This is a revolutionary book for evangelical Bible-believers. If its readers end the book motivated to ask the questions it invites . . . they will be more ready to live out the kind of biblically faithful, Christ-honoring and God-fearing lives that they desire to and that the world needs.

—Amos Yong, J. Rodman Williams Professor of Theology, Regent University School of Divinity

The authors of Misreading Scripture with Western Eyes make a convincing case that those who trust in the Bible should (for biblical reasons) be more self-conscious about themselves. Their demonstration of how unself-conscious mores influence the understanding of Scripture is as helpful as the many insights they draw from Scripture itself. This is a good book for better understanding ourselves, the Christian world as it now exists, and the Bible.

—Mark A. Noll, Francis A. McAnaney Professor of History, University of Notre Dame

  • Title: Misreading Scripture with Western Eyes: Removing Cultural Blinders to Better Understand the Bible
  • Authors: E. Randolph Richards, Brandon J. O'Brien
  • Publisher: IVP
  • Print Publication Date: 2012
  • Logos Release Date: 2013
  • Language: English
  • Resources: 1
  • Format: Digital › Logos Research Edition
  • Subjects: Bible › Criticism, interpretation, etc; Bible › Social scientific criticism
  • ISBN: 9780830863471
  • Resource Type: Monograph
  • Metadata Last Updated: 2022-02-12T04:40:31Z

The Logos edition of Misreading Scripture with Western Eyes equips you for better study with cutting-edge functionality and features. Whether you are performing Bible word studies, preparing a sermon, or researching and writing a paper, Logos Bible Software gives you the tools you need to use your digital library effectively and efficiently by searching for verses, finding Scripture references and citations instantly. Additionally, important terms link to dictionaries, encyclopedias, commentaries, theology texts, and other resources in your library. Perform powerful searches to find exactly what you’re looking for. With most Logos resources, you can take the discussion with you using tablet and mobile apps. With Logos Bible Software, the most efficient and comprehensive research tools are in one place, so you get the most out of your study.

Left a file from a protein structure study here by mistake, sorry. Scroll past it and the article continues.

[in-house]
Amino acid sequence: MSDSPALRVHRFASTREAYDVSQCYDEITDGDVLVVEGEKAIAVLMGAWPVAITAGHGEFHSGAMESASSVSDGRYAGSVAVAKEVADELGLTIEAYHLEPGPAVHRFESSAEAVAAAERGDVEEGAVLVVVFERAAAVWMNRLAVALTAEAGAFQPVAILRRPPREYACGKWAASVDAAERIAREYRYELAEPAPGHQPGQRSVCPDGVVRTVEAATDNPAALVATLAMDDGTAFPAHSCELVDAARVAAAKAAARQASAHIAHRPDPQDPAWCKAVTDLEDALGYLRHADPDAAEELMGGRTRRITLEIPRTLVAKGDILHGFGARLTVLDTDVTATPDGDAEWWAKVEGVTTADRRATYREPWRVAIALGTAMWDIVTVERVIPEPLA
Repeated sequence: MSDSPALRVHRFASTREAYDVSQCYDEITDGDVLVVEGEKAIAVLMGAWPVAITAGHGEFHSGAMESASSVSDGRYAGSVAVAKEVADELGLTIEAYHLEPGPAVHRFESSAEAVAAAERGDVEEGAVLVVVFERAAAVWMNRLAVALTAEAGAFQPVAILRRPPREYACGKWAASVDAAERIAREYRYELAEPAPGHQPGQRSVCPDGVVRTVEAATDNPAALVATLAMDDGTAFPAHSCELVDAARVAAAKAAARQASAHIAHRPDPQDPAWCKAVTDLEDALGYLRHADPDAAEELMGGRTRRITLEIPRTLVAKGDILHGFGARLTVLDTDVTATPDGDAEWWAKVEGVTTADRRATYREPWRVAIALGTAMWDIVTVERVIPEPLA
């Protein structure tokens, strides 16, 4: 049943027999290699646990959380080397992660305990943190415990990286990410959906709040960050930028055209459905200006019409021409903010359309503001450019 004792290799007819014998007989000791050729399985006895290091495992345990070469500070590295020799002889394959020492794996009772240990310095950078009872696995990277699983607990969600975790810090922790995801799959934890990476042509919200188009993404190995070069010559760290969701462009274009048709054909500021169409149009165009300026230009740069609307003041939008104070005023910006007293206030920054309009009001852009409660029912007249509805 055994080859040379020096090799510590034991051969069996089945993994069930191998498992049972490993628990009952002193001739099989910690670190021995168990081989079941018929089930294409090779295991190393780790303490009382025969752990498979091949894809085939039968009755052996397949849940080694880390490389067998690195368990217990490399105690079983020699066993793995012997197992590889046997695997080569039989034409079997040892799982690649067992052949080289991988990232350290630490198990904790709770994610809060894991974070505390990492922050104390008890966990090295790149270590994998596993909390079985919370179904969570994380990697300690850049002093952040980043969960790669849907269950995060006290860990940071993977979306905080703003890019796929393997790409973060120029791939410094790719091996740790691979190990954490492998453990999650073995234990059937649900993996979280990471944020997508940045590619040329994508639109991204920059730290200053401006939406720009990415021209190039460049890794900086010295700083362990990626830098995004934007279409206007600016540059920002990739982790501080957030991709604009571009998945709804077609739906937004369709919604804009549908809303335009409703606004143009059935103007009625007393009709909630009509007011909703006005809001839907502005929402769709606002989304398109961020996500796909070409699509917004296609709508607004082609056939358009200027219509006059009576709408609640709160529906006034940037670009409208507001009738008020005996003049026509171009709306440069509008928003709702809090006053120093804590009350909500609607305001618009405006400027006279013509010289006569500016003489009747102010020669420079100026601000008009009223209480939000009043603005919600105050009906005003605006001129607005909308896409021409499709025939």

E. Randolph Richards is dean of the School of Ministry and professor of biblical studies at Palm Beach Atlantic University in West Palm Beach, Florida. He has frequently served as an interim pastor, and from 1988 to 1996 he was a missionary with the International Mission Board, SBC, stationed in East Indonesia. His scholarly articles have appeared in Journal of the Evangelical Theological Society, Southwestern Journal of Theology, Bulletin for Biblical Research, and Biblical Illustrator. He is coauthor of Discovering Paul: An Introduction to His World, Letters, and Theology and The Story of Israel: A Biblical Theology. He is the author of Paul and First-Century Letter Writing and The Secretary in the Letters of Paul in the Wissenschaftliche Untersuchungen zum Neuen Testament series.

Brandon O’Brien received his PhD in historical theology from Trinity Evangelical Divinity School and serves on the editorial board for Trinity Journal. He is the author of The Strategically Small Church, and has also written for Leadership, Christianity Today, and Relevant.


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  1. Glen Taylor

    Glen Taylor


  2. Patrick